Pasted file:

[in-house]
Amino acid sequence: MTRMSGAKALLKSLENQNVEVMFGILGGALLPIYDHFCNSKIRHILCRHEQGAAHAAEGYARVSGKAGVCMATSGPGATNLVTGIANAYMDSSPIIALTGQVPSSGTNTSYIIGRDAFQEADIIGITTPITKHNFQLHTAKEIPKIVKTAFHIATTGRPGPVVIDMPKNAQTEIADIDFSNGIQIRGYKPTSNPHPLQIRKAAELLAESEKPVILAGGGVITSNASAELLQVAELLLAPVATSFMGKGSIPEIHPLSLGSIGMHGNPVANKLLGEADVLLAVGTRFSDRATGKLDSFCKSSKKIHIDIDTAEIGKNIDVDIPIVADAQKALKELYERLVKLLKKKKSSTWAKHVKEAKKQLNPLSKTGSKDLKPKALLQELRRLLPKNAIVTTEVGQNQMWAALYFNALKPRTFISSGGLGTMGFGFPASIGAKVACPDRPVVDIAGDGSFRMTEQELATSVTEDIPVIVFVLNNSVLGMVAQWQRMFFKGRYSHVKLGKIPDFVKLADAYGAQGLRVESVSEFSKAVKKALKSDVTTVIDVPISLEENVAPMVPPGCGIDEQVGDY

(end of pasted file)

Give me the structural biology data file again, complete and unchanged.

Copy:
[in-house]
Amino acid sequence: MTRMSGAKALLKSLENQNVEVMFGILGGALLPIYDHFCNSKIRHILCRHEQGAAHAAEGYARVSGKAGVCMATSGPGATNLVTGIANAYMDSSPIIALTGQVPSSGTNTSYIIGRDAFQEADIIGITTPITKHNFQLHTAKEIPKIVKTAFHIATTGRPGPVVIDMPKNAQTEIADIDFSNGIQIRGYKPTSNPHPLQIRKAAELLAESEKPVILAGGGVITSNASAELLQVAELLLAPVATSFMGKGSIPEIHPLSLGSIGMHGNPVANKLLGEADVLLAVGTRFSDRATGKLDSFCKSSKKIHIDIDTAEIGKNIDVDIPIVADAQKALKELYERLVKLLKKKKSSTWAKHVKEAKKQLNPLSKTGSKDLKPKALLQELRRLLPKNAIVTTEVGQNQMWAALYFNALKPRTFISSGGLGTMGFGFPASIGAKVACPDRPVVDIAGDGSFRMTEQELATSVTEDIPVIVFVLNNSVLGMVAQWQRMFFKGRYSHVKLGKIPDFVKLADAYGAQGLRVESVSEFSKAVKKALKSDVTTVIDVPISLEENVAPMVPPGCGIDEQVGDY